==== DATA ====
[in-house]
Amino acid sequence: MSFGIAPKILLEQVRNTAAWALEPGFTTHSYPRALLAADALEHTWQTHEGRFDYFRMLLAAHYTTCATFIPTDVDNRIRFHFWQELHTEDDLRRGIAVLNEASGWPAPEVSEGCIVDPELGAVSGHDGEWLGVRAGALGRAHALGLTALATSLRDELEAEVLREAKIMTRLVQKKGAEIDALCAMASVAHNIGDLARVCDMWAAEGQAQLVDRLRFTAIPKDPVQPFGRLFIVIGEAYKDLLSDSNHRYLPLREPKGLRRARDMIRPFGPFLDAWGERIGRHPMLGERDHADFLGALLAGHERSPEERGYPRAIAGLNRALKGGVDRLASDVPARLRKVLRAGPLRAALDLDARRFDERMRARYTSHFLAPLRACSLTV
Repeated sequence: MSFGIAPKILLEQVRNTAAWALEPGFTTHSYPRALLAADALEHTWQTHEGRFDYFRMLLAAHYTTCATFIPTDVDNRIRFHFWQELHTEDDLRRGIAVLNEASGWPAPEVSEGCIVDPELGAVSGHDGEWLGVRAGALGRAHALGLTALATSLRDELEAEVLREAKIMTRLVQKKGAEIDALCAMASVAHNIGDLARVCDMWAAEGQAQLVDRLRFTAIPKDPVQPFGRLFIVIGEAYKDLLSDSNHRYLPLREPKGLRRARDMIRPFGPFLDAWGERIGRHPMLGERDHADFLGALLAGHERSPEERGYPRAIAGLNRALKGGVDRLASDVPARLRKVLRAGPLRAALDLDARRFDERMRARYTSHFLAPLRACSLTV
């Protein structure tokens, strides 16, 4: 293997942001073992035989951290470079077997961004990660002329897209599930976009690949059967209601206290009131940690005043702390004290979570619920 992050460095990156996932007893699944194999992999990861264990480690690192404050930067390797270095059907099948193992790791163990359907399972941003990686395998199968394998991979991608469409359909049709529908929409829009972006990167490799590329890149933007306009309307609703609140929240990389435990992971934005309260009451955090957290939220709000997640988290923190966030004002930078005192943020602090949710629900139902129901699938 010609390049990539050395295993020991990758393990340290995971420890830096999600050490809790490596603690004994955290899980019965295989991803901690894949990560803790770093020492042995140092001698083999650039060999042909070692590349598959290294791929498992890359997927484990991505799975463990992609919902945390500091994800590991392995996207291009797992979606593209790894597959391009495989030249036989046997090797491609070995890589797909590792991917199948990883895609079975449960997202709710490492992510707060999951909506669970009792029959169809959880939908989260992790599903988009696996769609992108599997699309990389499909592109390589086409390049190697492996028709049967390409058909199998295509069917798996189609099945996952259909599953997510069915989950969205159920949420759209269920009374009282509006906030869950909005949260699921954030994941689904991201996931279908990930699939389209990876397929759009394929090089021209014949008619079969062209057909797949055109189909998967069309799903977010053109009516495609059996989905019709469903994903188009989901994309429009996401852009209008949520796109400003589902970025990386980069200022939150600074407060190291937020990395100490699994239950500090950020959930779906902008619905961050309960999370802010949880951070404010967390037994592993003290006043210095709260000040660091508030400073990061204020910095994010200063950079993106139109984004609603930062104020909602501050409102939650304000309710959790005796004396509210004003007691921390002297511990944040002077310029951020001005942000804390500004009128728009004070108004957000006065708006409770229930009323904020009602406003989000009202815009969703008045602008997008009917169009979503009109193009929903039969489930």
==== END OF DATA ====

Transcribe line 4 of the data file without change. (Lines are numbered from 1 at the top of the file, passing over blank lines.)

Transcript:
């Protein structure tokens, strides 16, 4: 293997942001073992035989951290470079077997961004990660002329897209599930976009690949059967209601206290009131940690005043702390004290979570619920 992050460095990156996932007893699944194999992999990861264990480690690192404050930067390797270095059907099948193992790791163990359907399972941003990686395998199968394998991979991608469409359909049709529908929409829009972006990167490799590329890149933007306009309307609703609140929240990389435990992971934005309260009451955090957290939220709000997640988290923190966030004002930078005192943020602090949710629900139902129901699938 010609390049990539050395295993020991990758393990340290995971420890830096999600050490809790490596603690004994955290899980019965295989991803901690894949990560803790770093020492042995140092001698083999650039060999042909070692590349598959290294791929498992890359997927484990991505799975463990992609919902945390500091994800590991392995996207291009797992979606593209790894597959391009495989030249036989046997090797491609070995890589797909590792991917199948990883895609079975449960997202709710490492992510707060999951909506669970009792029959169809959880939908989260992790599903988009696996769609992108599997699309990389499909592109390589086409390049190697492996028709049967390409058909199998295509069917798996189609099945996952259909599953997510069915989950969205159920949420759209269920009374009282509006906030869950909005949260699921954030994941689904991201996931279908990930699939389209990876397929759009394929090089021209014949008619079969062209057909797949055109189909998967069309799903977010053109009516495609059996989905019709469903994903188009989901994309429009996401852009209008949520796109400003589902970025990386980069200022939150600074407060190291937020990395100490699994239950500090950020959930779906902008619905961050309960999370802010949880951070404010967390037994592993003290006043210095709260000040660091508030400073990061204020910095994010200063950079993106139109984004609603930062104020909602501050409102939650304000309710959790005796004396509210004003007691921390002297511990944040002077310029951020001005942000804390500004009128728009004070108004957000006065708006409770229930009323904020009602406003989000009202815009969703008045602008997008009917169009979503009109193009929903039969489930």